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The Keeper Mass Market Paperback – August 29, 2006

106 customer reviews

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Editorial Reviews

From Publishers Weekly

In her assured but overstuffed horror debut, Langan lovingly crafts the struggling town of Bedford, Maine, its unlucky inhabitants and the troubling history of the town's shuttered paper mill, before tearing it all to bloody pieces. Bedford is haunted by the beautiful Susan Marley, a damaged young woman who wanders the streets and never speaks a word, stirring "feeling[s] of something undone, something quite wrong, at the sight of her." Those feelings are strongest in Susan's maladjusted little sister, Liz, wracked with guilt over Susan's fate; their mother, who refuses to acknowledge her wayward daughter's existence; and alcoholic high school teacher Paul Martin, who once had an affair with Susan. Susan's fall to her death in the final, rain-soaked days of winter triggers a series of events that bring the buried secrets of the town to terrifying reality—people and animals rise from the dead, and a spirit of homicidal rage grips the living. Fighting to survive, Langan's characters come brilliantly to life, their inner conflicts rendered in sharp but exhausting detail at once expansive and constricting, slowing the narrative to a crawl just before it whips into frenzied, graphic violence. This is horror on a big scale, akin to the more ambitious work of Stephen King, and though Langan's enormous imagination can slow her narrative, this effective debut promises great things to come. (Oct.)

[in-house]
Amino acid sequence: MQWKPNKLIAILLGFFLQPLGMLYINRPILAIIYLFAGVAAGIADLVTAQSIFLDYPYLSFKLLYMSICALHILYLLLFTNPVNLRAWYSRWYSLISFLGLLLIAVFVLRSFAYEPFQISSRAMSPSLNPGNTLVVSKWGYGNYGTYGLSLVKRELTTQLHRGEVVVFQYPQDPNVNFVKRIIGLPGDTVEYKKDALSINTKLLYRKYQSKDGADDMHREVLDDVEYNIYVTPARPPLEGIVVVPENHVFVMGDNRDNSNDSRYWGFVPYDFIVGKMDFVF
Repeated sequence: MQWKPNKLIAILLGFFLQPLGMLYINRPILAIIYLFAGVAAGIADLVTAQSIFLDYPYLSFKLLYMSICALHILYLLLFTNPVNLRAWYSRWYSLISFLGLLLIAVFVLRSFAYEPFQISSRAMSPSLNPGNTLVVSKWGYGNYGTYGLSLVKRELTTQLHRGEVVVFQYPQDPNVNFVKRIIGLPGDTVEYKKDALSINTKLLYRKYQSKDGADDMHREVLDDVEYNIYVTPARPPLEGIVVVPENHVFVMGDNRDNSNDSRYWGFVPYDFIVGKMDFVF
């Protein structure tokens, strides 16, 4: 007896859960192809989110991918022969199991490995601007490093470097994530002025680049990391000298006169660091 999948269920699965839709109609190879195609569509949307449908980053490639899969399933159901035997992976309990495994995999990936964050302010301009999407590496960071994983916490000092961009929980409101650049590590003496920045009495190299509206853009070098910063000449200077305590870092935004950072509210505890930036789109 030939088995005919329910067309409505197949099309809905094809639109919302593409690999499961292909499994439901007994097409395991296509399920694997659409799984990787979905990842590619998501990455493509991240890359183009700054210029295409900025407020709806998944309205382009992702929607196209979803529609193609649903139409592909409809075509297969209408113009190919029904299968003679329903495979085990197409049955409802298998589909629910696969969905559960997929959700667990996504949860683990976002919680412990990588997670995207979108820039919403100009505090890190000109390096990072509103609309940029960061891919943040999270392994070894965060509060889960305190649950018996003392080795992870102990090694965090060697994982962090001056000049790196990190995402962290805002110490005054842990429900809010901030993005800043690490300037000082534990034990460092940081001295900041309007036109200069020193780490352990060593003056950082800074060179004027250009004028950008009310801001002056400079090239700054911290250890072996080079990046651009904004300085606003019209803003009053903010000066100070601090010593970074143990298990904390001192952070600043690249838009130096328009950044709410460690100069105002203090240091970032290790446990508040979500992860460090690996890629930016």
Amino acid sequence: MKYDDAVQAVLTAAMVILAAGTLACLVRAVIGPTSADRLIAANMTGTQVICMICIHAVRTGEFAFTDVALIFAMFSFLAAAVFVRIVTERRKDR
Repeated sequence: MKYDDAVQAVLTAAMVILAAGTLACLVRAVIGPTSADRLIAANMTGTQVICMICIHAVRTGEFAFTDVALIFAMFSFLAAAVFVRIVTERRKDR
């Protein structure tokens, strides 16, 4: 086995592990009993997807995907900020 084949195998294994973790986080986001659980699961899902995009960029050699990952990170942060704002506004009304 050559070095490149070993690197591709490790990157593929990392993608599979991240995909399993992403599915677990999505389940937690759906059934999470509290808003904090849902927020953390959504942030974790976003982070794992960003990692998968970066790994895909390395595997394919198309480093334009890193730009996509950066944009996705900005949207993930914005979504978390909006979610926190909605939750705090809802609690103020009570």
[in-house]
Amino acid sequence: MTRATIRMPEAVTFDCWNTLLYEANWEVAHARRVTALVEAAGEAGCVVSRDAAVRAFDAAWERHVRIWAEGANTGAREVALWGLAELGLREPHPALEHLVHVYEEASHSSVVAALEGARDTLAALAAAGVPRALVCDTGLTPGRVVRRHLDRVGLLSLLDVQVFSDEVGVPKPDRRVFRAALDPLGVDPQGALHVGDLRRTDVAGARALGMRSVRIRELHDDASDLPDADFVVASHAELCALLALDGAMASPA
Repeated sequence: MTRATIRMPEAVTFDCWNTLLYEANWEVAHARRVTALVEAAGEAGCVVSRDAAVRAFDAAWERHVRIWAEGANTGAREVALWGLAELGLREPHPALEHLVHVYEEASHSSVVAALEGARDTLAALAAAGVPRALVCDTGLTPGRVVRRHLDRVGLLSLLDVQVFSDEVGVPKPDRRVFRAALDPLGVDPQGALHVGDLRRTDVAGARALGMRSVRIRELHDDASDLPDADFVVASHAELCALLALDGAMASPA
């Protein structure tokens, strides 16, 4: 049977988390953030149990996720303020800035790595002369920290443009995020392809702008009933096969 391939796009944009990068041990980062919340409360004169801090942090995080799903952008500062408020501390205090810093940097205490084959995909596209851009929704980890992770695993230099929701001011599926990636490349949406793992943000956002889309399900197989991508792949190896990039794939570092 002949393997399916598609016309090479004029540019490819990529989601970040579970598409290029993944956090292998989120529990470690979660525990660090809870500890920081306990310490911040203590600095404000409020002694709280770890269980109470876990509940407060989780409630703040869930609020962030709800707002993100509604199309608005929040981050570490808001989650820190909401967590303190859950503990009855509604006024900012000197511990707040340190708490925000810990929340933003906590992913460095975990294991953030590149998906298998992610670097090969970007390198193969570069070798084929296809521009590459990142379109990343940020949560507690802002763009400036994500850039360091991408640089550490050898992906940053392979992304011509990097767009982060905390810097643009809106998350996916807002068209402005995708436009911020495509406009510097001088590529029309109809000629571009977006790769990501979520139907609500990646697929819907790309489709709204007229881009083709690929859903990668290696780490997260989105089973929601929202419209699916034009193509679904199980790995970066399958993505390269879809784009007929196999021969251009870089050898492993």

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“it’s the only horror story I’ve read recently that finds adequate metaphors for the self-destructive properties of anger.” (New York Times Book Review)

“[A] distinct and juicy flavor all its own. THE KEEPER begins what should be a very fruitful career.” (Peter Straub, New York Times bestselling author of IN THE NIGHT ROOM)

“A smart, brand-new take on the haunted house story…hard to believe this is a first novel.” (Jack Ketchum, author of OFFSPRING)

“[A] brilliant debut, heralding the arrival of a major talent.” (Tim Lebbon, author of DUSK and BERSERK)

“THE KEEPER kept me up, late into the night...I’m hoping for a whole shelf of novels by Langan.” (Kelly Link, author of MAGIC FOR BEGINNERS)

“A dark and bracingly bleak tale of supernatural terror.” (Ramsey Campbell, author of SECRET STORY)

“Deft and disturbing... twists expectations into surreal surprises... hypnotic reading - an assured and impressive debut.” (Douglas E. Winter)

“An astonishing first novel...chilling, haunting, and so smartly written that the pages fly by like the wind.” (Ray Garton, author of THE LOVELIEST DEAD)